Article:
Summertime means sunshine, sunscreen — and scams. Alas, as you focus on taking a much-deserved break, you may be less likely to notice details like fraudulent credit card charges from your two-week vacation in the Bahamas.
Criminals are constantly changing their game to trip you up. While you may be hearing from fewer Nigerian princes looking to share their wealth these days, as Mike Snyder, Federal Communications Commission media relations representative, told Mic: financial fraud is alive and well, and mobile phone scams in particular are a major way fraudsters are tricking people in 2017.
Telemarketing, robocalls and caller ID spoofing are among the top complaints fielded by the FCC. There are also a host of fraudulent calls about the IRS, warranties and insurance (especially auto warranties), vacation deals, student loans, credit card loans, threats of legal action and health care scams, Snyder added in an email.
Scam calls by mobile phone have quadrupled since 2015, according to a new report by telecommunications privacy solutions company First Orion. More than half of the First Orion survey participants said they received a scam call within the past month and nearly 79% said they received a scam call in 2017 versus 69% in 2015. Not sure what to do — beyond ignoring your phone when it rings? A little bit of warning can go a long way.
Just like how knowing what a card skimmer looks like can help prevent you from getting duped by a thief, knowing what scams are out there will keep you from becoming a victim. Here are 10 signature scams to look out for right now.
1. The phony iCloud breach
The scam: Scammers reach people by phone, saying their data was hacked or breached through iCloud, Apple’s online data storage service. The scam is so effective because it sounds plausible, what with all the reports of data breaches, Business Insider notes. The initial call is a robocall, which offers to connect the prospective victim to a live person who can “help.” The individual on the phone says they can fix the problem if provided personal information (which could possibly include your Apple ID password, credit card information). The scammers will use flattery and may even an offer of a free iTunes gift card to poach your information, Apple says.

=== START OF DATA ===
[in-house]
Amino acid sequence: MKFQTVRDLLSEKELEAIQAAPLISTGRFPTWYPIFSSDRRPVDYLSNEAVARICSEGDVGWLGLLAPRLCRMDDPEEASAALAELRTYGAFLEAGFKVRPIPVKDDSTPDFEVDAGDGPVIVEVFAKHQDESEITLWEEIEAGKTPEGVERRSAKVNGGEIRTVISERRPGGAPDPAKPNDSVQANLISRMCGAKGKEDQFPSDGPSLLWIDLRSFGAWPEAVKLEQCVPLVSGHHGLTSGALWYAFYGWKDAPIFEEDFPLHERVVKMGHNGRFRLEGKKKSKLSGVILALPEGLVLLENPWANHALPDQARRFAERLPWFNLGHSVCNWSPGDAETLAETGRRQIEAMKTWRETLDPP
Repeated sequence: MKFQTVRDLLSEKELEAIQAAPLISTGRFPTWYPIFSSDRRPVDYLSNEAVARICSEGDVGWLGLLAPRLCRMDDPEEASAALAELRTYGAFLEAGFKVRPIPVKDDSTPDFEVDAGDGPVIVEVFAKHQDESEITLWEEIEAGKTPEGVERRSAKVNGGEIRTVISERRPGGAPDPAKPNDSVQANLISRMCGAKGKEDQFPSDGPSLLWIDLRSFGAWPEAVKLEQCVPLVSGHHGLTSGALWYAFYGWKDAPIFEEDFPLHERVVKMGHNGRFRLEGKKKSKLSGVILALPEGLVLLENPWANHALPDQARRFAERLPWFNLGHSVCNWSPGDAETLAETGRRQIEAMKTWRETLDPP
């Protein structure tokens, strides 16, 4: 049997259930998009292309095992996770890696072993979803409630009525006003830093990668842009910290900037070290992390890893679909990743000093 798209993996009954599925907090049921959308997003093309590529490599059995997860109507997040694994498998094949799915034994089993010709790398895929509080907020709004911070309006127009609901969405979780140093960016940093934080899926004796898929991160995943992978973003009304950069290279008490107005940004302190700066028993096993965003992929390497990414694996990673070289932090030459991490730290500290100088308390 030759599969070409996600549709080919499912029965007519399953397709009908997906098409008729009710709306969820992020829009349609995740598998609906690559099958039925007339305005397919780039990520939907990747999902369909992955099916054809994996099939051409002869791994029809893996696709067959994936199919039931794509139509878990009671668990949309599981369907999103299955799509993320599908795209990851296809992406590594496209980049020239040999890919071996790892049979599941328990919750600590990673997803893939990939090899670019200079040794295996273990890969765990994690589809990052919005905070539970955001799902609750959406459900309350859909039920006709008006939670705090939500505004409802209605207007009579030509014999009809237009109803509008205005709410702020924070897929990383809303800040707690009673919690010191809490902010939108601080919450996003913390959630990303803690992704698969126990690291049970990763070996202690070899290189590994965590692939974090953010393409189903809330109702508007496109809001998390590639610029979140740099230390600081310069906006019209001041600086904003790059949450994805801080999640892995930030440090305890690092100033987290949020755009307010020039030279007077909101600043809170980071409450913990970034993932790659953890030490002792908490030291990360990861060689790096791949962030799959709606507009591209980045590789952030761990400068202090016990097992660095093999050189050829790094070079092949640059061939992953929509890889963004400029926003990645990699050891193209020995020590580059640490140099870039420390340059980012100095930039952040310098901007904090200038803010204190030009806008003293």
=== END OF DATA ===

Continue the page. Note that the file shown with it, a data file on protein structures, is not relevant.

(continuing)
What you should do: Never share your Apple ID or temporary verification codes with anyone, Apple advises. And using two-factor identification will add an extra layer of protection to your account. If you receive an unsolicited call, hang up immediately and contact Apple directly.
2. The shady taxi lost-and-found service
The scam: You are in a hurry and forget your bag or phone in the cab. What do you do? Use a helpful service, like Yellowcabnyc.com, to locate your missing item. Sounds legit, considering it has all the vital keywords like NYC and yellow cab, right? Unfortunately, this “service” offers to locate your lost item for $47, which of course goes directly into the scammer’s pocket and your item is seemingly never retrieved, the New York Post reported.
What you should do: If you lose something in a cab, call the cab company’s garage directly first, according to the City of New York government website. If you don’t recall the name of the cab company, you can complete this form. Additionally, you can call the lost property police precincts in each borough to see if your lost item was recovered. Not in New York City? You can still apply this advice no matter where you are, just by starting with the cab company’s office.
3. Airline ticket giveaway